Contents Calendar Find Reference
Torah 
Navigating the Bible
Genesis VaYetse
Genesis
  Bereshit
  Noach
  Lech Lecha
  VaYera
  Chayey Sarah
  Toledot
  VaYetse
  VaYishlach
  VaYeshev
  MiKets
  VaYigash
  VaYechi
Exodus
Leviticus
Numbers
Deuteronomy
First Reading, Second Reading, Third Reading, Fourth Reading, Fifth Reading, Sixth Reading, Seventh Reading, Last Reading

VaYetse

  
BackForward
 30:13
 30:14
30:14 Fourth Reading
Reuben took a walk during the wheat harvest and he found mandrakes in the field. He brought them to his mother Leah.

Rachel said to Leah, 'Please give me some of your son's mandrakes.'
Vayelech Re'uven bimey ktsir-chitim vayimtsa duda'im basadeh vayave otam el-Leah imo vatomer Rachel el-Leah tni-na li miduda'ey benech.




Commentary:

wheat harvest
  In the late spring.

mandrakes
  (Targum; Ibn Ezra; Radak, Sherashim; Josephus). Dudaim in Hebrew, from the word dodim denoting passion or carnal love (Radak, Sherashim; cf. Ezekiel 16:8, 23:17, Proverbs 7:16). It was called this because of its use as an aphrodisiac and fertility potion (Midrash Ne'elam, Zohar 1:134b). The mandrake (mandragora officinarum) is a herb of the beladonna or potato family. It has a thick perenial root, often split down the middle, like the lower limbs of the human body. Stalkless, it has large leaves that straddle the ground and violet flowers (cf. Rashi). In the spring, its yellow fruit, the size of a tomato, ripens. This fruit can have an intoxicating fragrance (Song of Songs 7:14).

The variety found by Reuben was a rare, extinct species that gives off deadly fumes when pulled from the ground (Midrash Aggadah on Genesis 49:14, quoted in Tzeror HaMor as Midrash HaGaluy; Toledoth Yitzchak on Genesis 49:14. Cf Niddah 31a; Josephus, Wars 7:6:3). In the Talmud, there appears to be a dispute as to whether Reuben brought home the violet flowers, the fruits or the roots (Sanhedrin 99b). Other sources indicate that he brought home two fruits (Tzava'ath Yissachar 1:3,5,7; Josephus, Antiquities 1:19:8).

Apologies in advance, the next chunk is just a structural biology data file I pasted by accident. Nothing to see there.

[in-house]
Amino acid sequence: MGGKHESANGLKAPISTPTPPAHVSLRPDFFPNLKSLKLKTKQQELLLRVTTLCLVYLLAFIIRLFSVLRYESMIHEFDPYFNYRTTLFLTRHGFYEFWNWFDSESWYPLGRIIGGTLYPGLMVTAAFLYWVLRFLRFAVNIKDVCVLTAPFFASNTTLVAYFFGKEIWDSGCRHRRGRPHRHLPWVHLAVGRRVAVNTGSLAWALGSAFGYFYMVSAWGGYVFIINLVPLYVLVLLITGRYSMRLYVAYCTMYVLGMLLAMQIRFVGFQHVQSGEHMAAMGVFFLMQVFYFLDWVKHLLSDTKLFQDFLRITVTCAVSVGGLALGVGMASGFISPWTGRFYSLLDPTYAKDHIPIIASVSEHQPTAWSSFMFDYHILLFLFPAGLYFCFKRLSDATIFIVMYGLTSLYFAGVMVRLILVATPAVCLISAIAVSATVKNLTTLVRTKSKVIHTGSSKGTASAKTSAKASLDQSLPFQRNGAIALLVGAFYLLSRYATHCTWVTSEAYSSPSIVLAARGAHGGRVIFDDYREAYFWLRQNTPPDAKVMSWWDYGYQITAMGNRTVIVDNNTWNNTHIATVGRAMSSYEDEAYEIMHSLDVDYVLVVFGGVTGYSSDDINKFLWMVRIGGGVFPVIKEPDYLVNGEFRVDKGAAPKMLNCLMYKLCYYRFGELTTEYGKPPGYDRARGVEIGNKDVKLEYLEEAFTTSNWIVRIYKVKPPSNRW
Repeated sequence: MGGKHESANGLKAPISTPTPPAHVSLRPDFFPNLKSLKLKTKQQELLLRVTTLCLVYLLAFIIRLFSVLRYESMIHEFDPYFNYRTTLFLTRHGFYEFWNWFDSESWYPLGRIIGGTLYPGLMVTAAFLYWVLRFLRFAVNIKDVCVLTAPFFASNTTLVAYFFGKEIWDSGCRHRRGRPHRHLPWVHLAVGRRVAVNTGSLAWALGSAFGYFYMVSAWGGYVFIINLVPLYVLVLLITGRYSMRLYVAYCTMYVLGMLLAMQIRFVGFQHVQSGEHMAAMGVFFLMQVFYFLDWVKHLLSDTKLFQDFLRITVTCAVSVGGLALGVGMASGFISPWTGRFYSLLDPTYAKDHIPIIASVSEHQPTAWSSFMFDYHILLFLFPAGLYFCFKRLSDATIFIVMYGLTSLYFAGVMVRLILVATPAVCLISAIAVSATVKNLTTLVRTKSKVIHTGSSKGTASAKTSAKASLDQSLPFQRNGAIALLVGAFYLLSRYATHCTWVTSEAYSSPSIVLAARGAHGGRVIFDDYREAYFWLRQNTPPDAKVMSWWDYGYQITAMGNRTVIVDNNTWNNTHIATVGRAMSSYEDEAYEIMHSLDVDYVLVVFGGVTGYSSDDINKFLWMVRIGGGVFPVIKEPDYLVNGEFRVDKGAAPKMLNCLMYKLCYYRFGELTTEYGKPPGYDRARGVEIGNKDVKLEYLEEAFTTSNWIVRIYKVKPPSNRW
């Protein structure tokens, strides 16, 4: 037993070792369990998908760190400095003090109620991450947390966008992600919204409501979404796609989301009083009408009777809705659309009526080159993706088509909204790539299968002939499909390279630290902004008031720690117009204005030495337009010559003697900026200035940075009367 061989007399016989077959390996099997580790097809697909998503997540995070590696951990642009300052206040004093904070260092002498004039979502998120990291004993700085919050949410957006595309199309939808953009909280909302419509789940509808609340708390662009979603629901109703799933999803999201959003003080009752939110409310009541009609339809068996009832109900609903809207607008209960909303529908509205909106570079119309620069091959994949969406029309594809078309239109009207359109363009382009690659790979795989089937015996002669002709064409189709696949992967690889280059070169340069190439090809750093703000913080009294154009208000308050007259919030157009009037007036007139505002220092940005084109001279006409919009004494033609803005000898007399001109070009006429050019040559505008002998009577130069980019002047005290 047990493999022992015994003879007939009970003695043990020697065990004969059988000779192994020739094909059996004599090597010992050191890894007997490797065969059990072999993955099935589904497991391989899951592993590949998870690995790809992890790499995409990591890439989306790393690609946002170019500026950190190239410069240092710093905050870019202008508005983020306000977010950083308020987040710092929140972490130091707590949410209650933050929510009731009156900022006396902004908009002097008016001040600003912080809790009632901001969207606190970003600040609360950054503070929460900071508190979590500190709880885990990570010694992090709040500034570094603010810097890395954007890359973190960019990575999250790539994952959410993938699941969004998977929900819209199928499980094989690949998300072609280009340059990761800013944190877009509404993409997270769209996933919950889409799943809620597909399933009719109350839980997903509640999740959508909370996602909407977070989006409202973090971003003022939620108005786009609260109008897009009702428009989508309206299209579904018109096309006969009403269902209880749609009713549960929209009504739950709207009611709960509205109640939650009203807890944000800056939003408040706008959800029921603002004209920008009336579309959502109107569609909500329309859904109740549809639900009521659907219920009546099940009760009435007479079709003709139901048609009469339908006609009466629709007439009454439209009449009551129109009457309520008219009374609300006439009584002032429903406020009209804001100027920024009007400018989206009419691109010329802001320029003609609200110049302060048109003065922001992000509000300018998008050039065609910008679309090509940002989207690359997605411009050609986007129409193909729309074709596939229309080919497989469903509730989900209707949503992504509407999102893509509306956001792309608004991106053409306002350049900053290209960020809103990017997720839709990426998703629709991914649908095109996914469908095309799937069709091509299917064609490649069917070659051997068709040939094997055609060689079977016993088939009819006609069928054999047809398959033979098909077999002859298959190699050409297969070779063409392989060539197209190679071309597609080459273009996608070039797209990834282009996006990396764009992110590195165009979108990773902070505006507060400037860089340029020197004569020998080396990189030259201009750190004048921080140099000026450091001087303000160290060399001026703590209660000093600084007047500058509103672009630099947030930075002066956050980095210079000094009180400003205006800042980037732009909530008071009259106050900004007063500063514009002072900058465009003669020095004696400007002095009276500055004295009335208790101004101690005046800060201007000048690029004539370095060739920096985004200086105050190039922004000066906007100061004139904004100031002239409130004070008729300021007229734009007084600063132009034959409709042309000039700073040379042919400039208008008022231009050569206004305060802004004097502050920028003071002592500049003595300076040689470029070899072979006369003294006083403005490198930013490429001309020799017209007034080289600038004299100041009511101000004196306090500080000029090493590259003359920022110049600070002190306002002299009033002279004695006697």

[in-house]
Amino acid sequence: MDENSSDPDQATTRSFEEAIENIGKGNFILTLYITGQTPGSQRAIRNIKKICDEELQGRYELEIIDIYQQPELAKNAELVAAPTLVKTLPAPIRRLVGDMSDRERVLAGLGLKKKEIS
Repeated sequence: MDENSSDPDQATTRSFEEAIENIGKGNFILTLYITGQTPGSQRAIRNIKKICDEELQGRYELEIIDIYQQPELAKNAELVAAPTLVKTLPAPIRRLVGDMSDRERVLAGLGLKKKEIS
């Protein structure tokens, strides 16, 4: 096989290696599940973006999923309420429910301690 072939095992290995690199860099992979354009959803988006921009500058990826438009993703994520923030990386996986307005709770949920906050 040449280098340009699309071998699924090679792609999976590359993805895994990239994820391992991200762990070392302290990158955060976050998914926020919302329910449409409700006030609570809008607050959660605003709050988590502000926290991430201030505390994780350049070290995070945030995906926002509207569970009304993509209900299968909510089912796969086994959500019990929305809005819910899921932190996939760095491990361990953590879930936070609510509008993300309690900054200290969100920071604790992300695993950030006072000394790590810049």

Obviously, the Patriarchs and Matriarchs knew how to use these plants in mystical ways (Genesis 30:37). Still, Rachel did not bear children because of the mandrakes, but because of her prayers (Genesis 30:2, 30:22; cf. Zohar 1:157b). According to one ancient source, Rachel did not eat the mandrakes, but offered them to God (Tzava'ath Yissachar 2:6).





Copyright © 2000 World ORT
Notice: This computer program is protected by copyright law and international treaties. Unauthorized reproduction or distribution of this program, or any portion of it, may result in severe civil and criminal penalties, and will be prosecuted to the maximum extent possible under the law.